When I arrive back home from my daily sojourn to deliver books, Jane meets me in the kitchen to regale me with tales from her day. Or to stand there repeatedly asking what we’re having for dinner. Either way.
Earlier this week, she proudly announced that she’d struck a deal with her father wherein he was renting a twin mattress for the office from her.
If you don’t live in this family, I’m sure that could be confusing as hell, so I’ll break it down real quick: Simon snores. Like a chainsaw. We’ve tried various remedies and fixes. And still. Because I am not some sort of demigod, I cannot sleep through that blessed racket. We finally landed on a compromise in which we go to bed together and then, when it’s all Chainsaw City up in here, I wake him and he migrates to a lovely little set-up in the office.
It took me years to admit to myself that our marriage would not dissolve like Kool-aid powder in water if we slept in separate spaces. And that I have to have good sleep to function. And that the desire to smother him with a pillow would be a hell of a lot less if it didn’t sound like I was sleeping in a construction zone.
He ordered a new mattress for the office. He deserves optimal sleep, too. But shipping was going to take a few days, so he asked Jane if he could borrow the twin mattress on her loft (where she isn’t even sleeping right now). For a couple days until his nifty new hybrid spring/memory foam mattress arrived.
Earlier during this endless quarantine, Jane discovered the joy in rearranging her room on the daily. She also likes to ask if she can have pretty much anything her father or I could actually lay claim to in this house. What do I mean? Well. she asked me if she could have the master bedroom the other day. I kid you not.
A few weeks ago, she asked if she could move Couch Bed from the office into her room. Couch Bed is precisely what it sounds like: a squishy & utilitarian little Transformer that flips up to be a couch during the day & a bed at night. Nifty.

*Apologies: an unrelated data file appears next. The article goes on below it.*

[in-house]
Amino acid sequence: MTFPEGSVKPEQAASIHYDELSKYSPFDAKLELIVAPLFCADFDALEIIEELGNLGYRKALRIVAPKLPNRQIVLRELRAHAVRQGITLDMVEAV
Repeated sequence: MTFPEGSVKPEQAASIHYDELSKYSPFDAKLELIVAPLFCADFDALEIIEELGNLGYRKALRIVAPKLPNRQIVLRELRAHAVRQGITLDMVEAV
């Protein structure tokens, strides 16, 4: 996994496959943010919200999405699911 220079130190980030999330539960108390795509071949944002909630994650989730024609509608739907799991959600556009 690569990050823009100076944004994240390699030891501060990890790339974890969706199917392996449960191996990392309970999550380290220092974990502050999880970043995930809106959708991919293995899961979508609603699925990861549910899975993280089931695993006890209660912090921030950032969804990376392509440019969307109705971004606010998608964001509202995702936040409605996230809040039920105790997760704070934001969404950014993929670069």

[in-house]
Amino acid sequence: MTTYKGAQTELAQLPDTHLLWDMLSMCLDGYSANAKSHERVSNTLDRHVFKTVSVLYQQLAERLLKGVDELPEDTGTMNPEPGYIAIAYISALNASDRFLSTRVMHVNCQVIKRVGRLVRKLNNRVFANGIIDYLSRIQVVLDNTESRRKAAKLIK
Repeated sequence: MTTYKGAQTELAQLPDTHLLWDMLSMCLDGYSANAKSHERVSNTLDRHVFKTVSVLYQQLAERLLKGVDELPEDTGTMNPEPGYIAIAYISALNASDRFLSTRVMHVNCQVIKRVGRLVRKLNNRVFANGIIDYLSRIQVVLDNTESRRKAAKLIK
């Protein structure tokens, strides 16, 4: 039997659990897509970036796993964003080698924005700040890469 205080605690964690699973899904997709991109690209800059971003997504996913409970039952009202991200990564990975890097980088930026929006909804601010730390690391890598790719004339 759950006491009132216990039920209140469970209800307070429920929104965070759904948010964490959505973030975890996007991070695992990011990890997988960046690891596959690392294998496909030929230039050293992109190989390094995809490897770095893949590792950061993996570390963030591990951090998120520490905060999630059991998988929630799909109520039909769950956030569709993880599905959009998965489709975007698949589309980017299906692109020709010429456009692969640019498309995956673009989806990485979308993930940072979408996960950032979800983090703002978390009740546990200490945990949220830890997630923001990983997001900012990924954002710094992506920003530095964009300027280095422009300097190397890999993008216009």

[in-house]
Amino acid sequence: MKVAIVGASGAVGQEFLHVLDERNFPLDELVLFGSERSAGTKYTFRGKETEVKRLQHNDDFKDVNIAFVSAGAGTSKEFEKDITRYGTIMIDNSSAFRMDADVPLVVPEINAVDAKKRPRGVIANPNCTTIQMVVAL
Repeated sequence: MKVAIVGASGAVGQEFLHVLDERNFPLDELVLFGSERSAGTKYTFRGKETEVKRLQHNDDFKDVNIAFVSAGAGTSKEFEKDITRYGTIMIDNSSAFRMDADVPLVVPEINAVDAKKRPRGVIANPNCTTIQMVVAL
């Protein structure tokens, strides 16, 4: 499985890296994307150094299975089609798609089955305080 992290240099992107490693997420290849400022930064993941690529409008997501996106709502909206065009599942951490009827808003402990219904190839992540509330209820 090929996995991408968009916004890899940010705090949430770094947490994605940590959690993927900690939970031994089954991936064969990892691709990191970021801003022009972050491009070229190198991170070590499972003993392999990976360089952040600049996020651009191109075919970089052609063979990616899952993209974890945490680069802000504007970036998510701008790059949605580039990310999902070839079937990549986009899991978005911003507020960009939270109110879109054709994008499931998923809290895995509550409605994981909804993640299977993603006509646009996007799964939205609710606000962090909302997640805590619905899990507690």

Obviously, we aren’t using it for guests right now (hello, pandemic), so sure. Why not?
Now Jane’s got her own pseudo-apartment in our house. A couch during the day. A loft with a desk for reading and “working.” A flipped down queen-size bed at night. She even has a waiting area, where she suggested I could sit on a bean bad, read a magazine, and wait to speak to her.
Back to the mattress…
When Simon asked her to borrow it, she hemmed and hawed. I rolled my eyes so far back in my head they almost got stuck there. Because (FOR REAL, GIRL) share. But I let it be.
And I come home and now she’s a mattress landlord.
To be fair, Simon offered to pay her to borrow said mattress. And Jane is a shrewd money manager. She’s always saving to buy something. I don’t doubt that, if she’d had access to the stock market, she would’ve had an impressive portfolio to concern herself with when the pandemic hit. But, alas, she’s NINE, so her chief concern is how to squeeze her parents for more cash.
When Simon asked her what a fair price would be, she suggested $10 a day.
He countered with a much more reasonable $3 per day rate.
She deliberated for a while. Until he reminded her that, if she waited too long, Mommy would come home and just take the mattress and move it to the office. And she’d get nothing.
It’s so good to be really seen by your people, you know? Because hell yes, that’s what I would’ve done.
So, Jane’s relaying this tale rather nonchalantly, and she says, “So, I get 8 dollars for lending him the mattress until Friday. It was supposed to be $9.” Here she shrugs, wrinkles up her little nose, and says, “I don’t know what happened there.”
Oh, girl, I don’t know what happened there, either.